FCC Chairman Tom Wheeler agrees that we need better broadband capacity and competition in the US. And while he was speaking about better wired broadband, the same announcement should apply to wire and wireless. The c/net article cited thinks such remarks hurt the proposed merger of Comcast and Time Warner Cable, but the truth is that no such competition currently exists between these two media giants. They each deliver broadband to different community franchises. So it is a mute point.
But the bottom line is that broadband speed is lacking in this country, especially as more devices are enabled on the platform. Coaxial wired broadband is limited both in capacity and in usage. The more users on a ring, the slower the performance. Heck the more users of broadband devices in a house, the slower the speed. My own house is a perfect example. A tablet running a video will slow down internet access on the pc.
But we have known that our broadband speeds are lacking for quite a while. In March, the website ThisWeek shared that "According to a recent study by Ookla Speedtest,
the U.S. ranks a shocking 31st in the world in terms of average
download speeds. The leaders in the world are Hong Kong at 72.49 Mbps
and Singapore on 58.84 Mbps. And America? Averaging speeds of 20.77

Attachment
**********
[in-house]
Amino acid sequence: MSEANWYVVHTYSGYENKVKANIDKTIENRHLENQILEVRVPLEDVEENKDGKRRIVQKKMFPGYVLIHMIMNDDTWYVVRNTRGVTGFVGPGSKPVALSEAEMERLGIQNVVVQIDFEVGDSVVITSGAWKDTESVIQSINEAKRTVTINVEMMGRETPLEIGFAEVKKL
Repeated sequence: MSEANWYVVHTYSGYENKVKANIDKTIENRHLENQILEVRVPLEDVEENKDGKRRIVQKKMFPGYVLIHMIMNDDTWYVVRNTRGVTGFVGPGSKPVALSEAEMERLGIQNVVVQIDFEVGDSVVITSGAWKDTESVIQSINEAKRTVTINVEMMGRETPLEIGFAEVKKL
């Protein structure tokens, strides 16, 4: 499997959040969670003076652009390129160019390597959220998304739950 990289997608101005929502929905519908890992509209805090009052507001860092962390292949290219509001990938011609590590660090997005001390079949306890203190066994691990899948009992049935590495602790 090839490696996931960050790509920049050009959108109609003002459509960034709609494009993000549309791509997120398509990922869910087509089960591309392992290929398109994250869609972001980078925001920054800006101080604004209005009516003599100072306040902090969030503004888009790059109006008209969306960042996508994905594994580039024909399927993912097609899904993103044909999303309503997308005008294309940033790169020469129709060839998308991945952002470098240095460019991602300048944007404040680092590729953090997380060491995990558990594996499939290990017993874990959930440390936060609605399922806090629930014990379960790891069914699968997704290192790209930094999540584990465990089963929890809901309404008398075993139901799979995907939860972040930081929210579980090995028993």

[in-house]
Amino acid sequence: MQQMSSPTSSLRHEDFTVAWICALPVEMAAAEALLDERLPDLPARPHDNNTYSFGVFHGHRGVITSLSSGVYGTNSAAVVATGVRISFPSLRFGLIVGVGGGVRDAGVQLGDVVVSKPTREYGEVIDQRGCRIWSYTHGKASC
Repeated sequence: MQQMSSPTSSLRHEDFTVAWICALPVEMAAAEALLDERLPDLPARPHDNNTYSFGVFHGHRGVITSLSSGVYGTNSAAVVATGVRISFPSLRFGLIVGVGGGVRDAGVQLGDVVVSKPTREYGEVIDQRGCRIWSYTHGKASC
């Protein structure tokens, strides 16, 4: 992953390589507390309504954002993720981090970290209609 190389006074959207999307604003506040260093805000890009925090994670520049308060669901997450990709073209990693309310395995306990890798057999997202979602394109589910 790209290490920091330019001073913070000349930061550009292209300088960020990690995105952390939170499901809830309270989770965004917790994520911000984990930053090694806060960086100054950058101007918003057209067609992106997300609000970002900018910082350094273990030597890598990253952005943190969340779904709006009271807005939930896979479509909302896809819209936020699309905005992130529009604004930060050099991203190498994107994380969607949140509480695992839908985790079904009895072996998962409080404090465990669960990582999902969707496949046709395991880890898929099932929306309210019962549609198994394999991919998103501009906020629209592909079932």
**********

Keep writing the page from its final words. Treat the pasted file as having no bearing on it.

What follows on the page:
Mbps, it falls behind countries like Estonia, Hungary, Slovakia, and
Uruguay." Yes, America's download speeds are worse than many Eastern European countries. What took Tom Wheeler so long to address it and what is he doing about it?
Preventing a Time Warner Cable - Comcast merger is not the solution to the problem. In fact, consolidation creates some economies of scale that could perhaps improve broadband speed to some communities. Our reliance on broadband is bigger than that. To many, broadband access and speed is more important than bread and gasoline. We could be standing in line waiting for our access and share of broadband. Even days for broadband, odd days for gas.
More needs to be done to improve broadband speed and performance in the US. The infrastructure is collapsing under its own weight as more and more people stream content across their many devices. The demand is certainly there, its time for the supply to catch up.